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Wednesday, November 28, 2012

Peter Abraham: Erasing a line in the sand

Last year I moved my line and decided that unless there was some kind of tangible connection to PEDs, I would consider voting for a player. I changed because of Jeff Bagwell, a guy who sure looked the part of a drug user but was never linked to it. It seemed unfair to exclude him based only on suspicion.

Now I’ve decided to erase the line completely.

Barry Bonds, Roger Clemens, and the rest of the scoundrels will get my vote. I’ll look at the players based on their statistical merit, how they compared to other players of their era and to other players in the Hall of Fame. I won’t sit at my desk and do Google searches to decide who is clean and who was cheating.

If you think that is a cowardly way out, I can’t argue with you. But it beats stabbing around in the dark and hoping to be right.

...Clemens was ridiculously good for 13 year with the Red Sox. Then, if you believe McNamee, he started using PEDs when he got to Toronto in 1997. So is Clemens out because of some moral code or is he in based on those first 13 years?

Peter Abraham reverses his position on HoF voting.

Drew (Primakov, Gungho Iguanas) Posted: November 28, 2012 at 10:47 AM | 36 comment(s) Login to Bookmark
  Tags: hof, peds

Reader Comments and Retorts

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   1. Repoz Posted: November 28, 2012 at 11:06 AM (#4311298)
I just made a really cool Hugh Downsian Concentration (CHA-CHIK!) sound of switching Abraham's name off the WILL NOT to WILL vote list.
   2. The Id of SugarBear Blanks Posted: November 28, 2012 at 11:08 AM (#4311299)
He's in based on those first 13 years.
   3. Matt Clement of Alexandria Posted: November 28, 2012 at 11:14 AM (#4311302)
This is actually, well, it isn't exactly a good article. It's a whole lot of related arguments strung together one after another without any particular artistry or structured composition. But the arguments, they're good. He hits on the importance of capturing the era in the Hall, the lack of testing, the effects of PEDs on pitchers as well as hitters, the flimsy distinction between stimulants and PEDs, and most importantly the impossibility of determining with any confidence that any player was clean.
Some of players got caught. They got their drugs from a small-time dealer named Kirk Radomski, a clubhouse attendant with the Mets who ratted them out. Clemens allegedly fell in with Brian McNamee, a former cop who proclaimed himself a trainer.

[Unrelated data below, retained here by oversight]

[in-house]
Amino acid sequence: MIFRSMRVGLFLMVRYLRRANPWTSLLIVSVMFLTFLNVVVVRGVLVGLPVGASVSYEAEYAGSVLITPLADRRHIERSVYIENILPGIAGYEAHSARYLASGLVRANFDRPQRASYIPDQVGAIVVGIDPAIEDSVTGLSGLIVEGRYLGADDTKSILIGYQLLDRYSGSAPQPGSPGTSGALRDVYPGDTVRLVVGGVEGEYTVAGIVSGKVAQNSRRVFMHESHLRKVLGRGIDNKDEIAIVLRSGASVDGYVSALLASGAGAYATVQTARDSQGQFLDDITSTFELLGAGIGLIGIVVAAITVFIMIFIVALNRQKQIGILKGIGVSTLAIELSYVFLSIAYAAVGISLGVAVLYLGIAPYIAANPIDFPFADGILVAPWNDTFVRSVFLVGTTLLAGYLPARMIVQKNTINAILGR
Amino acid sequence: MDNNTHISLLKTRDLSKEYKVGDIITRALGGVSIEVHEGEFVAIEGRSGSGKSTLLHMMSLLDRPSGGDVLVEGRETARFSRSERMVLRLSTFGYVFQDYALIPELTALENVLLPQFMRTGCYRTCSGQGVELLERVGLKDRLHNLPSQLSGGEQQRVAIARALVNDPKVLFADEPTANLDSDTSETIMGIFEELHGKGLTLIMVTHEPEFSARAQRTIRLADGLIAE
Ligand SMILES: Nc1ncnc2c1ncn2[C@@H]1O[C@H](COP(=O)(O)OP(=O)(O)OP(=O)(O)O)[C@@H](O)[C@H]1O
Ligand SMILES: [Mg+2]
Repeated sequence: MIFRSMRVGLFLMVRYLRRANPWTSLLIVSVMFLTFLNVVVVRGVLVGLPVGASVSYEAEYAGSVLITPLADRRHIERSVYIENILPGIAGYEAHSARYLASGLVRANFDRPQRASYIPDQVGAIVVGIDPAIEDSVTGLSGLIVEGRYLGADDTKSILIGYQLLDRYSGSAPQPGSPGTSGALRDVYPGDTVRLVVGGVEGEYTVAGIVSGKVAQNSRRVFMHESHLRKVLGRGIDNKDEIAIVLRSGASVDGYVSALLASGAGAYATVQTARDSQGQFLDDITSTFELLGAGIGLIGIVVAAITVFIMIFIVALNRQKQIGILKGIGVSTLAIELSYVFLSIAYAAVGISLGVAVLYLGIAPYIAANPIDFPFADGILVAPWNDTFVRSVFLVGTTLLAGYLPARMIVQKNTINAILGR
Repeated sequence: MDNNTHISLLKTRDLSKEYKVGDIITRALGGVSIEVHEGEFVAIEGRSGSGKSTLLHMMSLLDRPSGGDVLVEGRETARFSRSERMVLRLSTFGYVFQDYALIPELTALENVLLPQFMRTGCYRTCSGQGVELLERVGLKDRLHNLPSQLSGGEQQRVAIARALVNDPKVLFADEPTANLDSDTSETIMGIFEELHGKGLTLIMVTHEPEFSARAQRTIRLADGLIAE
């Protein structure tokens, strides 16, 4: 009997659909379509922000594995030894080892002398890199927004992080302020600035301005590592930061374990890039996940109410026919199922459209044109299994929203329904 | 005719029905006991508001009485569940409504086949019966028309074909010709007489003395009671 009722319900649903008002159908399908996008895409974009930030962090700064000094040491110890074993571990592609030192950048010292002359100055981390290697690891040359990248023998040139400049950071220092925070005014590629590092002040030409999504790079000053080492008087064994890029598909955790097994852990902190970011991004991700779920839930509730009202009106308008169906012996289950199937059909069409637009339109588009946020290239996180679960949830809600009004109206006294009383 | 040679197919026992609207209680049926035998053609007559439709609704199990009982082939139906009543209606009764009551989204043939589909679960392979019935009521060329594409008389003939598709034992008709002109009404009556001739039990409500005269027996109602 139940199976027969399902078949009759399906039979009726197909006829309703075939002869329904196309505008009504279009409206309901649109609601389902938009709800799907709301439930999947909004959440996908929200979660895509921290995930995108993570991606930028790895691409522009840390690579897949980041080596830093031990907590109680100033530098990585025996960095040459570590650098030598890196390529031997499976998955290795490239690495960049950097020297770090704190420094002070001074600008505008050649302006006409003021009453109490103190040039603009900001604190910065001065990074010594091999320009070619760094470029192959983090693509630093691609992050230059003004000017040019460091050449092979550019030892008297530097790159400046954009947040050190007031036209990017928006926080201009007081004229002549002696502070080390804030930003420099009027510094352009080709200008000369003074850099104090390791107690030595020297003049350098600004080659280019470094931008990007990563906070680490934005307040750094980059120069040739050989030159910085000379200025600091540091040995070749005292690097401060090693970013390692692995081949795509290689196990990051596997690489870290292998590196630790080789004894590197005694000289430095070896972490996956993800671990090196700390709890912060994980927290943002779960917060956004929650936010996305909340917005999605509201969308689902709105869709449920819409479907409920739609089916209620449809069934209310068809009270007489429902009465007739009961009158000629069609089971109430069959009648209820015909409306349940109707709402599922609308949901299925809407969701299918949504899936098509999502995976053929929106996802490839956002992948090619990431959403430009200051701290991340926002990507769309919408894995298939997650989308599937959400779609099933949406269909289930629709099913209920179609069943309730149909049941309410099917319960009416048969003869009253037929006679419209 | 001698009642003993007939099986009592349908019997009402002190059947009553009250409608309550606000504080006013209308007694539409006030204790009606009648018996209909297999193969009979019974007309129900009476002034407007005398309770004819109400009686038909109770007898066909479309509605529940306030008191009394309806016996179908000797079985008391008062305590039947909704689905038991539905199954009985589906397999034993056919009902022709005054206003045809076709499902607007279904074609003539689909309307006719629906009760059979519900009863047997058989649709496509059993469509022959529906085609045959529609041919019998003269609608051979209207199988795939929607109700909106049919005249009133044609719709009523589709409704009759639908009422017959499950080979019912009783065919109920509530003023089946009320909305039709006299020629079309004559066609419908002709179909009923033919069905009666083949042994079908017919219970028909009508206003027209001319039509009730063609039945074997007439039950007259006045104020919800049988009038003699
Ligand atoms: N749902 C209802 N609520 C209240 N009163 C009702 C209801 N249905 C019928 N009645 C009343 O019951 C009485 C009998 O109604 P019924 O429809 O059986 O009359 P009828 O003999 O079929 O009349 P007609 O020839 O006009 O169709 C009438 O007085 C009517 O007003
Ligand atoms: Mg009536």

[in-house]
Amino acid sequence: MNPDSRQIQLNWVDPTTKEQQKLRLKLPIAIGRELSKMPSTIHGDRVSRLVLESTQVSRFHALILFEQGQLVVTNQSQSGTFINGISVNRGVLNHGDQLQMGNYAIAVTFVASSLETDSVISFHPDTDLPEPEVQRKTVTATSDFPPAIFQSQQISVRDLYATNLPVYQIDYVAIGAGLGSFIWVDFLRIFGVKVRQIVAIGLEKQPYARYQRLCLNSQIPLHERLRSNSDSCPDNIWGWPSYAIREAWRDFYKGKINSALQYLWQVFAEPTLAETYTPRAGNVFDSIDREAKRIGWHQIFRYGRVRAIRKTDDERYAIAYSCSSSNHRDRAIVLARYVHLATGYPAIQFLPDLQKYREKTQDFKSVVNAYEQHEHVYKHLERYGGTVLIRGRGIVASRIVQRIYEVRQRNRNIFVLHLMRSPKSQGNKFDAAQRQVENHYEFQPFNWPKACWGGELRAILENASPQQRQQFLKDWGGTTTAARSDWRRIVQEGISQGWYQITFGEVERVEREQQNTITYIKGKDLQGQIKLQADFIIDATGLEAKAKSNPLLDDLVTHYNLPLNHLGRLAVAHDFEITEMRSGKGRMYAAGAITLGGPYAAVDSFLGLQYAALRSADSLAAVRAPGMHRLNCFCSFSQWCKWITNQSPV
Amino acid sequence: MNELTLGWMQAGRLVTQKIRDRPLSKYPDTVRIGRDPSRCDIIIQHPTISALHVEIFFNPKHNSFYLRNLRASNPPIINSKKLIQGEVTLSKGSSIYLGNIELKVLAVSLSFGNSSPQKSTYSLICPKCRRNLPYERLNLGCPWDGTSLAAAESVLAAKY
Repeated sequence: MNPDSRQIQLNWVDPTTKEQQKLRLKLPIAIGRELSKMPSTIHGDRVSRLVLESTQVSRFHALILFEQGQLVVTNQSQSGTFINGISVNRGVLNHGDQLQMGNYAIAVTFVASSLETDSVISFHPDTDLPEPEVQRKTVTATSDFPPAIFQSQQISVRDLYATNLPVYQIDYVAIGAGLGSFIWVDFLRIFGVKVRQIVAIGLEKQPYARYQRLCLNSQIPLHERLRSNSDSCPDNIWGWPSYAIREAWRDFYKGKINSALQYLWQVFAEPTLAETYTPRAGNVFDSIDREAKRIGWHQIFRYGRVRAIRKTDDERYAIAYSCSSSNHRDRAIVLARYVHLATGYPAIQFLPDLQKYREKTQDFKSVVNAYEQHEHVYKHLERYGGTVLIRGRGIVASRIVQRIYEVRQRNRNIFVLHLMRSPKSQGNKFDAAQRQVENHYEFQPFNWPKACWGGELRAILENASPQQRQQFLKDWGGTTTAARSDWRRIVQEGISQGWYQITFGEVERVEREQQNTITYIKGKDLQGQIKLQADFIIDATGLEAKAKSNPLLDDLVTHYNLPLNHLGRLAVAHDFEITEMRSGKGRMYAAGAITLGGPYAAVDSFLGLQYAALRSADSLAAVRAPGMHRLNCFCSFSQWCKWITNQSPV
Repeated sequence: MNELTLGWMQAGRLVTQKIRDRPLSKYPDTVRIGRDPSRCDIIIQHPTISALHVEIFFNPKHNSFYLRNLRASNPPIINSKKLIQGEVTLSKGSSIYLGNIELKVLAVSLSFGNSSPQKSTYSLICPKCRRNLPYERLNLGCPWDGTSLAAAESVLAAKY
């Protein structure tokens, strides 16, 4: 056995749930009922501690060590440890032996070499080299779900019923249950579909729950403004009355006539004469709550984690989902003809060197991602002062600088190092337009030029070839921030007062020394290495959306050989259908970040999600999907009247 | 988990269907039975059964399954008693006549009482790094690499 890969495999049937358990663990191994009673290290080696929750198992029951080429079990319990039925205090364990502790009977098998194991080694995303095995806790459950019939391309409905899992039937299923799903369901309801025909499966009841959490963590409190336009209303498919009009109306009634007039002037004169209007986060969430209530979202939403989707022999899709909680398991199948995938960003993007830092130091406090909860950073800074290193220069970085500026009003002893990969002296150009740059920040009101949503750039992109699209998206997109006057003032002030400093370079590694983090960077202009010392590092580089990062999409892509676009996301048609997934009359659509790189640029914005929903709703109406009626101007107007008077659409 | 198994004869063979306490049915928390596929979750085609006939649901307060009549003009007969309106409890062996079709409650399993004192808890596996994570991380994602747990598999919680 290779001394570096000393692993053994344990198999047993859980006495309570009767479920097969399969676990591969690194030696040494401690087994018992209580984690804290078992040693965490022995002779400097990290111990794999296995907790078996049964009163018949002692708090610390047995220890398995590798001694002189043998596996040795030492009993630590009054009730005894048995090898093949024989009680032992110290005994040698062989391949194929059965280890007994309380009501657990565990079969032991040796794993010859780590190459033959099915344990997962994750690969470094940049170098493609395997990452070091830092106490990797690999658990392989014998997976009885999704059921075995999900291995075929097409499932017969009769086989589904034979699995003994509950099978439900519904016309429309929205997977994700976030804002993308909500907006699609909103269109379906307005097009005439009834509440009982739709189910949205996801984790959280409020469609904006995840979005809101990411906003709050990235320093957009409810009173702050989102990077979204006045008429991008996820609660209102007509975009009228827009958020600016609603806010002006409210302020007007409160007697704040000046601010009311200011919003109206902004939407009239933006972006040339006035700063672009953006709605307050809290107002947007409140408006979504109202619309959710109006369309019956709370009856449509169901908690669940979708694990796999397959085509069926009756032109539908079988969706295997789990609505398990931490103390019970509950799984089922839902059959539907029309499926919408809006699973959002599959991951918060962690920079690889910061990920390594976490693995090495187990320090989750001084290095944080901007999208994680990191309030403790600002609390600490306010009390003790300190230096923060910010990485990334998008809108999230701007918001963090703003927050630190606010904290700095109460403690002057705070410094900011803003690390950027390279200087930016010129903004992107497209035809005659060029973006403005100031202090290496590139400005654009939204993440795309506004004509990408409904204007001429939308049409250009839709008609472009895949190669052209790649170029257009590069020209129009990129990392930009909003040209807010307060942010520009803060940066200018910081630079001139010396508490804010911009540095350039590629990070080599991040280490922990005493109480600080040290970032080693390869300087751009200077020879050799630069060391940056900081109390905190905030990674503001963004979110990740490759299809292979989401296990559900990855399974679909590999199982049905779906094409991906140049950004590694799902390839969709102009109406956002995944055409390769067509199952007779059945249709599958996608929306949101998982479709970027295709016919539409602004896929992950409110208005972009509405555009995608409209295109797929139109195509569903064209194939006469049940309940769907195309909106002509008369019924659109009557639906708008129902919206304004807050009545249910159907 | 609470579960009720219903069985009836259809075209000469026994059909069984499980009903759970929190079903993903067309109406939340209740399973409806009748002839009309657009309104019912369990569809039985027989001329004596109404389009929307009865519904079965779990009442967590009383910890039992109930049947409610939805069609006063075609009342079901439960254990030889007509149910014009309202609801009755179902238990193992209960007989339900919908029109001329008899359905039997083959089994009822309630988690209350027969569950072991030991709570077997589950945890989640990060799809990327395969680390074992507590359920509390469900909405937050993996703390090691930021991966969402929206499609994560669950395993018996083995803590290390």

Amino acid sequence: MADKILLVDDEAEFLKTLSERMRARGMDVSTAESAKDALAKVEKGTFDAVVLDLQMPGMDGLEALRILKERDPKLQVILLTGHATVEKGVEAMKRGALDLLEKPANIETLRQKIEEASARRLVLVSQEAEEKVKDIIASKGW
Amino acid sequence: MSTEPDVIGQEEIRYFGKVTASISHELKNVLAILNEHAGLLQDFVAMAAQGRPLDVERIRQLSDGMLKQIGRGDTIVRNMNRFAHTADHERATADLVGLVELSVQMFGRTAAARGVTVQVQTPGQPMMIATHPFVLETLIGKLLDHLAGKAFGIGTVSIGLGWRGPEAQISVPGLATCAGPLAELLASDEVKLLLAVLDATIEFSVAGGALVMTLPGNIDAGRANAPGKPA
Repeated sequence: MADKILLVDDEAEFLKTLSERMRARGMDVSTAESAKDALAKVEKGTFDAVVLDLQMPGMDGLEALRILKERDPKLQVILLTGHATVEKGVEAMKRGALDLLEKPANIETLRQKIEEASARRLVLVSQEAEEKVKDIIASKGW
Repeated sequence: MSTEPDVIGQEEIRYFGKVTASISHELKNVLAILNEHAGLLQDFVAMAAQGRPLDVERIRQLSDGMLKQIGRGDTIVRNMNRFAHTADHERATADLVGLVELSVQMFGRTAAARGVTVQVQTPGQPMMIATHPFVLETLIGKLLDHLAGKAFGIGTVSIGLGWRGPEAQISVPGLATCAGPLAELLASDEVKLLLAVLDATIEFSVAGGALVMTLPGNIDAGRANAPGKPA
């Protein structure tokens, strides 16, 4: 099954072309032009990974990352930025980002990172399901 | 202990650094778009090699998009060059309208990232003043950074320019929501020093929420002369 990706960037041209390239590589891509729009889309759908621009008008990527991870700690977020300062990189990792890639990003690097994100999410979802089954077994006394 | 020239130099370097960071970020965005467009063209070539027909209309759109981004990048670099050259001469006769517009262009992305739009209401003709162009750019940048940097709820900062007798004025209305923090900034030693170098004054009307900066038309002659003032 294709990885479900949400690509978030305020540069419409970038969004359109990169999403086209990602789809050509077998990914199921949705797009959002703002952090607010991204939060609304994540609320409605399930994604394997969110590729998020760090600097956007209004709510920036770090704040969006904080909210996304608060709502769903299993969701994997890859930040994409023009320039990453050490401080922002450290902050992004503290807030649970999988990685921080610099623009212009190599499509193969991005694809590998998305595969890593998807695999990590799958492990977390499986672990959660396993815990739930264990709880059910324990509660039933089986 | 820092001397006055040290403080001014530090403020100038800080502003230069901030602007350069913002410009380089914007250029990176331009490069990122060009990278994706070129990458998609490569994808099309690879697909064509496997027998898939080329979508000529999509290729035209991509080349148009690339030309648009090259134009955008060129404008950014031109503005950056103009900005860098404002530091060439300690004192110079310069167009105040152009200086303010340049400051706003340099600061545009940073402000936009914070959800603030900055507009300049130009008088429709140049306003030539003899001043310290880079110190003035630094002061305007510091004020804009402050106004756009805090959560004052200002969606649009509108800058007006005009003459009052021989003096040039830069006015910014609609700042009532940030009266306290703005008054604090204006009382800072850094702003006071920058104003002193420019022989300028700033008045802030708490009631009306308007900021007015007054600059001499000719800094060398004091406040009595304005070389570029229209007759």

But other players were smarter and kept their secrets hidden. The Hall of Fame shouldn't be determined by who covered up their wrongdoing the most effectively. If so, then what is the point?
I am still hopeful that there will be a significant movement along these lines. It's going to be really hard for voters to vote over and over again for excluding Bonds and Clemens. Bonds and Clemens are among the 10 best baseball players ever.
   4. Rants Mulliniks Posted: November 28, 2012 at 11:17 AM (#4311305)
But it beats stabbing around in the dark and hoping to be right.


I don't have high hopes, but hopefully other BBWAA voters will make the same decision now that Abraham has come out and said this.
   5. Rickey! trades in sheep and threats Posted: November 28, 2012 at 11:38 AM (#4311325)
Congratulations to Peter Abraham for being reasonable on this issue. Hopefully more will follow his lead.
   6. Repoz Posted: November 28, 2012 at 11:42 AM (#4311332)
Paging GGC! I forget what the Abraham beef was with Primer...was it about steroids/HOF?
   7. SoSH U at work Posted: November 28, 2012 at 11:56 AM (#4311351)
Paging GGC! I forget what the Abraham beef was with Primer...was it about steroids/HOF?


I don't recall Pete Abe having a beef with Primer. He was involved in a little tiff with the folks at NoMaas, when the site's operator outed him as the author of anonymous posts. We had a thread about it here, where most of us thought the NoMaas guys were way out of line in outing him and some of their regulars joined up to defend the site.

Other than that, he seems to get the mix of occasional praise/slightly more occasional criticism typical of your average beat writer.
   8. zack Posted: November 28, 2012 at 12:15 PM (#4311377)
So is Clemens out because of some moral code or is he in based on those first 13 years?